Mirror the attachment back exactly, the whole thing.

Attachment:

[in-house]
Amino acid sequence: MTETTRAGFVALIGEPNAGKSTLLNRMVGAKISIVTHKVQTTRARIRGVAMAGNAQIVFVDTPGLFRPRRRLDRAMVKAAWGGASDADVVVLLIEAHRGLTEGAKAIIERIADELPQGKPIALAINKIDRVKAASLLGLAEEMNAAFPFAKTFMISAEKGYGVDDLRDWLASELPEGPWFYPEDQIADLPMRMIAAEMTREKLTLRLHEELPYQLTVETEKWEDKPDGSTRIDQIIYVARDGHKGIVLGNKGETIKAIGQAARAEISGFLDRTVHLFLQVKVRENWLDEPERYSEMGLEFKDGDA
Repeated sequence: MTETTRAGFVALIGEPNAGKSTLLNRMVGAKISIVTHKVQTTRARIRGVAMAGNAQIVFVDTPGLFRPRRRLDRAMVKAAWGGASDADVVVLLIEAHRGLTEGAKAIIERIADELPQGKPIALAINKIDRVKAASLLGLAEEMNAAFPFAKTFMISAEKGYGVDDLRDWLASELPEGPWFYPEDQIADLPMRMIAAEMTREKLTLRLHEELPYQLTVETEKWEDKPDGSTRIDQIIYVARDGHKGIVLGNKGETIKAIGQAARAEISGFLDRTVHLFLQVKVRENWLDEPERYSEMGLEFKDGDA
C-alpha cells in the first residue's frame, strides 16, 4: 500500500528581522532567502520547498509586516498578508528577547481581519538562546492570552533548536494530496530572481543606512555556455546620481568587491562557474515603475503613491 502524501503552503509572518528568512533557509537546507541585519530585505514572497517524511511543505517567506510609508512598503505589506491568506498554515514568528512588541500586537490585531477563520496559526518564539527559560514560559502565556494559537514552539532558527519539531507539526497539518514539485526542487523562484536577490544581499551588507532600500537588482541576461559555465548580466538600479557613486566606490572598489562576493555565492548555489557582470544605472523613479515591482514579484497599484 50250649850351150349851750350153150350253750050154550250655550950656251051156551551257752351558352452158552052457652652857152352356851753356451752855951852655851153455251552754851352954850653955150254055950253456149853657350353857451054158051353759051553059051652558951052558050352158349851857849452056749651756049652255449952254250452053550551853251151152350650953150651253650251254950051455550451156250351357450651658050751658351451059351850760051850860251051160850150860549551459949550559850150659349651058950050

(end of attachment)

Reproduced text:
[in-house]
Amino acid sequence: MTETTRAGFVALIGEPNAGKSTLLNRMVGAKISIVTHKVQTTRARIRGVAMAGNAQIVFVDTPGLFRPRRRLDRAMVKAAWGGASDADVVVLLIEAHRGLTEGAKAIIERIADELPQGKPIALAINKIDRVKAASLLGLAEEMNAAFPFAKTFMISAEKGYGVDDLRDWLASELPEGPWFYPEDQIADLPMRMIAAEMTREKLTLRLHEELPYQLTVETEKWEDKPDGSTRIDQIIYVARDGHKGIVLGNKGETIKAIGQAARAEISGFLDRTVHLFLQVKVRENWLDEPERYSEMGLEFKDGDA
Repeated sequence: MTETTRAGFVALIGEPNAGKSTLLNRMVGAKISIVTHKVQTTRARIRGVAMAGNAQIVFVDTPGLFRPRRRLDRAMVKAAWGGASDADVVVLLIEAHRGLTEGAKAIIERIADELPQGKPIALAINKIDRVKAASLLGLAEEMNAAFPFAKTFMISAEKGYGVDDLRDWLASELPEGPWFYPEDQIADLPMRMIAAEMTREKLTLRLHEELPYQLTVETEKWEDKPDGSTRIDQIIYVARDGHKGIVLGNKGETIKAIGQAARAEISGFLDRTVHLFLQVKVRENWLDEPERYSEMGLEFKDGDA
C-alpha cells in the first residue's frame, strides 16, 4: 500500500528581522532567502520547498509586516498578508528577547481581519538562546492570552533548536494530496530572481543606512555556455546620481568587491562557474515603475503613491 502524501503552503509572518528568512533557509537546507541585519530585505514572497517524511511543505517567506510609508512598503505589506491568506498554515514568528512588541500586537490585531477563520496559526518564539527559560514560559502565556494559537514552539532558527519539531507539526497539518514539485526542487523562484536577490544581499551588507532600500537588482541576461559555465548580466538600479557613486566606490572598489562576493555565492548555489557582470544605472523613479515591482514579484497599484 50250649850351150349851750350153150350253750050154550250655550950656251051156551551257752351558352452158552052457652652857152352356851753356451752855951852655851153455251552754851352954850653955150254055950253456149853657350353857451054158051353759051553059051652558951052558050352158349851857849452056749651756049652255449952254250452053550551853251151152350650953150651253650251254950051455550451156250351357450651658050751658351451059351850760051850860251051160850150860549551459949550559850150659349651058950050